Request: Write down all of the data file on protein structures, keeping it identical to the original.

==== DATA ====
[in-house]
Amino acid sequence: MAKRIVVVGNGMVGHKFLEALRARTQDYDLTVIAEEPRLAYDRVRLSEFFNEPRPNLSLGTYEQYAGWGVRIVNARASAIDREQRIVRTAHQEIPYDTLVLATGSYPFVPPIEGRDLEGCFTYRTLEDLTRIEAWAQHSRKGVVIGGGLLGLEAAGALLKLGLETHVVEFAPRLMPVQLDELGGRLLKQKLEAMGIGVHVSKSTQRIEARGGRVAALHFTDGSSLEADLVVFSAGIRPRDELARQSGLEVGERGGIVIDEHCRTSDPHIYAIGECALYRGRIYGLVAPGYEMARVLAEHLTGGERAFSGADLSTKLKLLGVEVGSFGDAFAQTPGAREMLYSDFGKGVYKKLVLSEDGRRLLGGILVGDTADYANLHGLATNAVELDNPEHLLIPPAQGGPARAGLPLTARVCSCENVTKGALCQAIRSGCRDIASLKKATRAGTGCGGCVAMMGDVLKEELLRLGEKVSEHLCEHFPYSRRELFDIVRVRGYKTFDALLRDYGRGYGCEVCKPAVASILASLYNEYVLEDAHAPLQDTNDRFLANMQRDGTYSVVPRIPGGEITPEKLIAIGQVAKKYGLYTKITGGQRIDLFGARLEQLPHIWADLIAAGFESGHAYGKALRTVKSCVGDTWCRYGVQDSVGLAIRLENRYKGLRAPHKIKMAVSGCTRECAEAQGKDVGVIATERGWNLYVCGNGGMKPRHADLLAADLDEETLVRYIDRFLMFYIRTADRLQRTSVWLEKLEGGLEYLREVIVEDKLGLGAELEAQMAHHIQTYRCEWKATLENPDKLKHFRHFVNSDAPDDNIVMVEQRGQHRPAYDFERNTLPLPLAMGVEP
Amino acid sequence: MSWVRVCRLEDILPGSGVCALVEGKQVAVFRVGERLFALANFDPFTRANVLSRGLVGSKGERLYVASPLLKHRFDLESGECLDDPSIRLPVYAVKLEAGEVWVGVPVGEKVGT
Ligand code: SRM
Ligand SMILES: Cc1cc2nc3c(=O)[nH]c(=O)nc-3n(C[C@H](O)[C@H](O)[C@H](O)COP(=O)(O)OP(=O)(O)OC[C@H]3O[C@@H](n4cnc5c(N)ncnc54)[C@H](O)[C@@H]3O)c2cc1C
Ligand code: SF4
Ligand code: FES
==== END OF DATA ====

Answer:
[in-house]
Amino acid sequence: MAKRIVVVGNGMVGHKFLEALRARTQDYDLTVIAEEPRLAYDRVRLSEFFNEPRPNLSLGTYEQYAGWGVRIVNARASAIDREQRIVRTAHQEIPYDTLVLATGSYPFVPPIEGRDLEGCFTYRTLEDLTRIEAWAQHSRKGVVIGGGLLGLEAAGALLKLGLETHVVEFAPRLMPVQLDELGGRLLKQKLEAMGIGVHVSKSTQRIEARGGRVAALHFTDGSSLEADLVVFSAGIRPRDELARQSGLEVGERGGIVIDEHCRTSDPHIYAIGECALYRGRIYGLVAPGYEMARVLAEHLTGGERAFSGADLSTKLKLLGVEVGSFGDAFAQTPGAREMLYSDFGKGVYKKLVLSEDGRRLLGGILVGDTADYANLHGLATNAVELDNPEHLLIPPAQGGPARAGLPLTARVCSCENVTKGALCQAIRSGCRDIASLKKATRAGTGCGGCVAMMGDVLKEELLRLGEKVSEHLCEHFPYSRRELFDIVRVRGYKTFDALLRDYGRGYGCEVCKPAVASILASLYNEYVLEDAHAPLQDTNDRFLANMQRDGTYSVVPRIPGGEITPEKLIAIGQVAKKYGLYTKITGGQRIDLFGARLEQLPHIWADLIAAGFESGHAYGKALRTVKSCVGDTWCRYGVQDSVGLAIRLENRYKGLRAPHKIKMAVSGCTRECAEAQGKDVGVIATERGWNLYVCGNGGMKPRHADLLAADLDEETLVRYIDRFLMFYIRTADRLQRTSVWLEKLEGGLEYLREVIVEDKLGLGAELEAQMAHHIQTYRCEWKATLENPDKLKHFRHFVNSDAPDDNIVMVEQRGQHRPAYDFERNTLPLPLAMGVEP
Amino acid sequence: MSWVRVCRLEDILPGSGVCALVEGKQVAVFRVGERLFALANFDPFTRANVLSRGLVGSKGERLYVASPLLKHRFDLESGECLDDPSIRLPVYAVKLEAGEVWVGVPVGEKVGT
Ligand code: SRM
Ligand SMILES: Cc1cc2nc3c(=O)[nH]c(=O)nc-3n(C[C@H](O)[C@H](O)[C@H](O)COP(=O)(O)OP(=O)(O)OC[C@H]3O[C@@H](n4cnc5c(N)ncnc54)[C@H](O)[C@@H]3O)c2cc1C
Ligand code: SF4
Ligand code: FES